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What kind of parent are you?

Picture Credit: Pixabay, Artist: Kalhh

Most of us are aware of the controlling parent and the lenient parent. A controlling parent manages their kids’ behaviors using dominating techniques such as threats, yelling, shaming, sarcasm, or punishments. Parents who use control don’t like it but feel compelled to use it. Moreover, with time, the threats go up in intensity. Otherwise, they don’t work. While this method might produce obedience, it doesn’t teach kids why the desired behaviors matter. Further, kids learn to find less desirable ways to get the things they want, such as sneaking or lying.

Lenient parenting, on the other hand, has its own pitfalls. A lenient parent may decide not to be involved in actively managing kids’ activities (e.g., getting homework done, screen time decisions, junk food) to avoid conflict. They let kids make their own rules! This early and absolute independence can affect kids negatively in the long run. With an underdeveloped brain, kids often cannot make safe or healthy decisions and have a hard time with limits as they grow into adults.

In today's age, most parents unconsciously swing between these two parenting styles! Let’s understand how. Even though most of us don’t agree with the controlling style of parenting many of us were raised with, it can be really difficult to invent a different parenting style for our kids. We end up employing a milder version of the same controlling style! We leave out the harsh punishments that were aversive for us, but we find it difficult to get rid of the milder counterparts, such as sarcasm, shaming, or lecturing, which serve a controlling role. And we feel justified in doing so because we think kids need to learn the right way!

But any form of control inevitably leads to a disconnection from our kids. When the disconnection becomes too bothersome, many parents stop controlling and let the kids take control instead. This shift into a permissive style continues until the parents realize that kids can’t manage on their own, ultimately bringing out the dominant parent once again.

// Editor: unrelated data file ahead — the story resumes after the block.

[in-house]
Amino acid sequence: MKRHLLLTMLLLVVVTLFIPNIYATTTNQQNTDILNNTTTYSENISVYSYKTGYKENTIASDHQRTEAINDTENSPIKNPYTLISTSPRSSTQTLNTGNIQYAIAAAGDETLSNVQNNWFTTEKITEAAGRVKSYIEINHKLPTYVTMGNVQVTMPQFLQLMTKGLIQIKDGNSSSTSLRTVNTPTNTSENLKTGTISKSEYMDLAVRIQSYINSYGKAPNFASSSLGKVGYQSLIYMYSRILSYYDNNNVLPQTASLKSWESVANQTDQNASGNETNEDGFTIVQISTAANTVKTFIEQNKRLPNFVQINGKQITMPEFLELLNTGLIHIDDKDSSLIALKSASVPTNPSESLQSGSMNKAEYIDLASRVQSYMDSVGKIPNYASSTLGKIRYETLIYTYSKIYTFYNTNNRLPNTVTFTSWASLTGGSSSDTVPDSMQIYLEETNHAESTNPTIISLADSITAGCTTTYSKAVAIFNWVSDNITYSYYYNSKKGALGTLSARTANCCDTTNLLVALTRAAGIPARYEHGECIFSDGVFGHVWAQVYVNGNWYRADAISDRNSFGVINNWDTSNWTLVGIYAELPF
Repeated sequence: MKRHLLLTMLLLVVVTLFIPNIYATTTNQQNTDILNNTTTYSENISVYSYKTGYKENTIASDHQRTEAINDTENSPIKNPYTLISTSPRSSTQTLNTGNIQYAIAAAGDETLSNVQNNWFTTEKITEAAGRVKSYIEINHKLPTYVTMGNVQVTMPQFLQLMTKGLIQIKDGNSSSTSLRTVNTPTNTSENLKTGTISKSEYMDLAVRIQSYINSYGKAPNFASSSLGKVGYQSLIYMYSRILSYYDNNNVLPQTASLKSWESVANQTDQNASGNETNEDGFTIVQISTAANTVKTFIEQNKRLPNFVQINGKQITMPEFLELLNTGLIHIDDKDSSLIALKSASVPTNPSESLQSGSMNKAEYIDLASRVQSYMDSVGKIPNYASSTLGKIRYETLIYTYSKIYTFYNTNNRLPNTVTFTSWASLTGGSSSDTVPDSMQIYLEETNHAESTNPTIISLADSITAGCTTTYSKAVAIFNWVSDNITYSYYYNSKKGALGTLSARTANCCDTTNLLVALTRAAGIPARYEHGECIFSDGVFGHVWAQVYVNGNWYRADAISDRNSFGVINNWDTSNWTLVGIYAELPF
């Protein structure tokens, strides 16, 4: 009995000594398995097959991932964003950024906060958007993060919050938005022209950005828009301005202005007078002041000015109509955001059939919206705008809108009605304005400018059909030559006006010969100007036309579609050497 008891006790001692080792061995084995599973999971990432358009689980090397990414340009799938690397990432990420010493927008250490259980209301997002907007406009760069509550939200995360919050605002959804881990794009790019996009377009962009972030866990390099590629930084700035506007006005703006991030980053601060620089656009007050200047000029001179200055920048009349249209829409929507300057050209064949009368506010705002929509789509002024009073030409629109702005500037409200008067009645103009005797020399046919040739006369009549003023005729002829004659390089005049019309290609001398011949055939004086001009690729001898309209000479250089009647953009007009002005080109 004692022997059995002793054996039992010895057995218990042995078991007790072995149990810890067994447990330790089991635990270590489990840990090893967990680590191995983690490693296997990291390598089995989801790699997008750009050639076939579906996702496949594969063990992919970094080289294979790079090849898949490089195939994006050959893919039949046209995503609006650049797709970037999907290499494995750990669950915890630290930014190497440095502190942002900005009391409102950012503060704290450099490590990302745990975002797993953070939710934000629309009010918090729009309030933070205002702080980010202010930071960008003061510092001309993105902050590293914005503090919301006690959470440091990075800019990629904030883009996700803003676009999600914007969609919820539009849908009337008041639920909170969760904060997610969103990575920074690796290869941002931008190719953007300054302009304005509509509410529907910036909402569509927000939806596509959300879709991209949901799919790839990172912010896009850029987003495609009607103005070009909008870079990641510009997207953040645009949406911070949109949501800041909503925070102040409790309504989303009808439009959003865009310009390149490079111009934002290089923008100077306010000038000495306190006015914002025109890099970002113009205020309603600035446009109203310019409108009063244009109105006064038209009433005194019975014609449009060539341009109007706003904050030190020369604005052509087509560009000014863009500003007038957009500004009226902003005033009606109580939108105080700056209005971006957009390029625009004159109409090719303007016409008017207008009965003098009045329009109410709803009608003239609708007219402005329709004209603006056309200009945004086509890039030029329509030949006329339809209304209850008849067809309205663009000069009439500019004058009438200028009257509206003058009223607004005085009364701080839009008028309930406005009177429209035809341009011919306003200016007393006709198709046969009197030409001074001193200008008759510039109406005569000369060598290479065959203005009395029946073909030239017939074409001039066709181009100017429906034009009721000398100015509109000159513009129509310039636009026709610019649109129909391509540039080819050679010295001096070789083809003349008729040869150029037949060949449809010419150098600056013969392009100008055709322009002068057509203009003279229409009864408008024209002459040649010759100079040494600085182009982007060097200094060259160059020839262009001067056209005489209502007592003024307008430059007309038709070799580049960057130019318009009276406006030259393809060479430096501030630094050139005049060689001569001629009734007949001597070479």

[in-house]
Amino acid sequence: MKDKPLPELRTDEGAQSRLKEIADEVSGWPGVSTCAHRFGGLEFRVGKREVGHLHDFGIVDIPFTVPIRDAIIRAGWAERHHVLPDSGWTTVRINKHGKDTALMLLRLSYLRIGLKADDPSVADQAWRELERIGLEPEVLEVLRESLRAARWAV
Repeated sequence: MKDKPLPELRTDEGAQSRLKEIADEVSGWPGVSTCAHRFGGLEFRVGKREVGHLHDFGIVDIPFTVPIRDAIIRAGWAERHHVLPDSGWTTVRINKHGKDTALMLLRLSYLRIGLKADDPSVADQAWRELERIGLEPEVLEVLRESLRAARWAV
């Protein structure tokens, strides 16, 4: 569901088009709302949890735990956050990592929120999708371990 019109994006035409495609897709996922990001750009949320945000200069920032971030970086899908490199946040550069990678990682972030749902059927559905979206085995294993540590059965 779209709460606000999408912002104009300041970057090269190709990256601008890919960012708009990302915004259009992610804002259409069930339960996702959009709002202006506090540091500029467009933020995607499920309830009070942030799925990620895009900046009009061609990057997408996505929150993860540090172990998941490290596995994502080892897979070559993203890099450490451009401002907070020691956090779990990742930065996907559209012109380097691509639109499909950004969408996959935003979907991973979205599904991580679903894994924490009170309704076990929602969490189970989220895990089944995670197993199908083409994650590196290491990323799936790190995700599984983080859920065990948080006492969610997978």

If you find any of this familiar, don’t fret. Such “pendulum parenting” is more common than you think. More than anything, it is important to realize that these alternating parenting styles we adopt over time are simply coping mechanisms to manage our own emotions! This leads us to the question: What’s the right way to parent? How do we get our kids to listen to us without being dominating or lenient?

The answer to these questions is a transformational way of parenting that has evolved by diving deep into the world of emotions, feelings, and needs. This new style emphasizes that the feelings and needs of every member of the family matter. The practice of accepting what you are feeling and needing and what your child is feeling and needing allows you to shift your focus from behavior-based parenting to connection-based parenting. When you parent from curiosity and connection, kids are receptive to parents because they don’t feel judged.

Making the shift from behavior-based parenting to connection-based parenting, however, isn’t easy. It takes practice, patience, and a willingness to mess up! You can start by self-examining your fears concerning your child, expectations from your child, expectations from yourself as a parent, your own disappointments, and your history and conditioning. All this is a lot to unpack, and it can be overwhelming without an objective and trained guide. It is usually helpful to seek structure and support. While this journey toward transformational parenting can be bumpy, I highly recommend it to parents who want to enjoy their parenting and see their kids living fulfilled lives.

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